I was just looking back at some of my old clips from the government shutdowns back in 1995, when I was still covering science for the Raleigh News & Observer in North Carolina. What I most remembered from that time was the many non-essential government scientists at EPA and the National Institute of Environmental Health Sciences who ignored official furloughs and went to work anyway to tend their experiments. "I don't care if we're essential or not," one senior scientist told fellow reporter Joe Neff and me. "I like the work." I just Googled that scientist; his official page on the NIEHS website lists him as "retired/special volunteer." I guess he still likes the work.

(Nerdy notes on sources: I first saw the Key quote that starts this post in a passage from Steve Vogel's very good new book about the British innovation of 1814, Through the Perilous Fight: Six Weeks that Saved the Nation. Vogel is a former Washington Post colleague. The full exchange with Randolph is more thoroughly documented in the second volume of Hugh A. Gakland's The Life of John Randolph of Roanoke. Randolph's most famous quotes are best documented in Respectfully Quoted: A Dictionary of Quotations, edited by Suzy Platt, which attributes them to the second volume of William Cabell Bruce's John Randolph of Roanoke, 1773-1833. I wish all quote sites cites ["cites" -- HA!] required some form of attribution, since so many frequently cited quotes turn out to be misquotes. That makes me an old-fashioned futurist.)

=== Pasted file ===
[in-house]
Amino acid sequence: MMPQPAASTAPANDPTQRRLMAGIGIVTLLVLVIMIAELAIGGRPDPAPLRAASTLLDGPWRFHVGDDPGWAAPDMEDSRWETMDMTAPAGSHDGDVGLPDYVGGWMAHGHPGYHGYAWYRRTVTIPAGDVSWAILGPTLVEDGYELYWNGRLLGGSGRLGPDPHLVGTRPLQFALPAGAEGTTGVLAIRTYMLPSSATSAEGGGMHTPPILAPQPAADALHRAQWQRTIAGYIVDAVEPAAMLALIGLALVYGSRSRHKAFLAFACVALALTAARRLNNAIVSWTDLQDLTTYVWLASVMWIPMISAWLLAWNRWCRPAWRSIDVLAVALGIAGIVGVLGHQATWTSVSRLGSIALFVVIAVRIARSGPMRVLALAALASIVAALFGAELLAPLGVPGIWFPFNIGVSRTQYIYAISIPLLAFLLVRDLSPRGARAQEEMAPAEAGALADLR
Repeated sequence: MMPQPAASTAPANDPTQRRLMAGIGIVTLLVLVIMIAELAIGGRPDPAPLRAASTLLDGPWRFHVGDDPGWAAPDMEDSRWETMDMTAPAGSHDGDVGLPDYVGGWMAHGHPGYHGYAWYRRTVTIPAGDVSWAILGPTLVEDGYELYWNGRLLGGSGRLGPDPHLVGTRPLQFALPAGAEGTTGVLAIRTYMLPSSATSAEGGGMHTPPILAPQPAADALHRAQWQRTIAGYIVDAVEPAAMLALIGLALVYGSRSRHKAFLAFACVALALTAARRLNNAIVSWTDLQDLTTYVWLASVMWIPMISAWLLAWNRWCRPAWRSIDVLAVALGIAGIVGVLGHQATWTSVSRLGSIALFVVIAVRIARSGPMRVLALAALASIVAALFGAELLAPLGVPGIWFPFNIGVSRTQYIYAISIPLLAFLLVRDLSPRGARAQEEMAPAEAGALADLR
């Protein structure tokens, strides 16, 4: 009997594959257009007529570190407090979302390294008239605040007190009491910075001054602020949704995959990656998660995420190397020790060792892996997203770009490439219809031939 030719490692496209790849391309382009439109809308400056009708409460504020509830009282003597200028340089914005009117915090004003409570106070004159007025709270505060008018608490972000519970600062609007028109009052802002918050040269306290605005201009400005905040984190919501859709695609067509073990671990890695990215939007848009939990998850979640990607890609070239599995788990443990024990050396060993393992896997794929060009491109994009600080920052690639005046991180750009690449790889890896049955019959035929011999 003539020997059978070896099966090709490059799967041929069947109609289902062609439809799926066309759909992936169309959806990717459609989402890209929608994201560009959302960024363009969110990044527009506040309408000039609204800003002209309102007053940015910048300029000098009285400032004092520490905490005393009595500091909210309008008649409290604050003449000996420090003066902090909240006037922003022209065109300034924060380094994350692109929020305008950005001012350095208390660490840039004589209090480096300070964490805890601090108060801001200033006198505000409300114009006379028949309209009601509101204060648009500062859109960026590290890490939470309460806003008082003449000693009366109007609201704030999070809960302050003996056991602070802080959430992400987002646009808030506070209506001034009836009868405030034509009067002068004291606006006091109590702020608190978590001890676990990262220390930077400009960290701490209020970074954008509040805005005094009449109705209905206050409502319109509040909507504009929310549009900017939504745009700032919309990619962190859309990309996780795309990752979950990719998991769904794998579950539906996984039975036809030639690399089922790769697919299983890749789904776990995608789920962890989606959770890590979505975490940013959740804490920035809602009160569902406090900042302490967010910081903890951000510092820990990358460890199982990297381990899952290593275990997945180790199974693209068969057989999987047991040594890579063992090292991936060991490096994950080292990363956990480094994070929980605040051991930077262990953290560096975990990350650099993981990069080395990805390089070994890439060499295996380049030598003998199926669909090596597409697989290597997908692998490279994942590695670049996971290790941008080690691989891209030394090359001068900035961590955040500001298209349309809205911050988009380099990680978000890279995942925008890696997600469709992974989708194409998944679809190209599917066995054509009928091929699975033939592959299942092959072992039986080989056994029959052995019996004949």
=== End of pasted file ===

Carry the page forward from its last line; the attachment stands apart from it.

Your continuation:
Sunday, June 30, 2013

'Night Is Crept Upon Our Talk'

Talk of the Nation was one of my favorite public radio programs, even before I started working at NPR. After a 21-year run, the show's final broadcast aired last Thursday.

For Neal Conan, June 27 also was the last day of a 36-year career at NPR, more than 11 of which he spent hosting Talk of the Nation. He signed off with this call to action for public radio:

"[I]n a minute or so, I will go back to where I started in public radio. I will be one of you again, a listener. Yes, a listener-sponsor, but a listener-critic, too. I will cry and laugh and yell at the radio. And we listeners have a vital function. It is our job to hold member stations and NPR accountable. 
"So right here, I form my own private compact with NPR and my member stations. I will listen and, yes, I will open my checkbook, but I need some services in return. Go and tell me the stories behind everything that happened in the world today. Explain why it happened, and how it affects our lives. Do it every day. Tell me what's important, and don't waste my time with stupid stuff."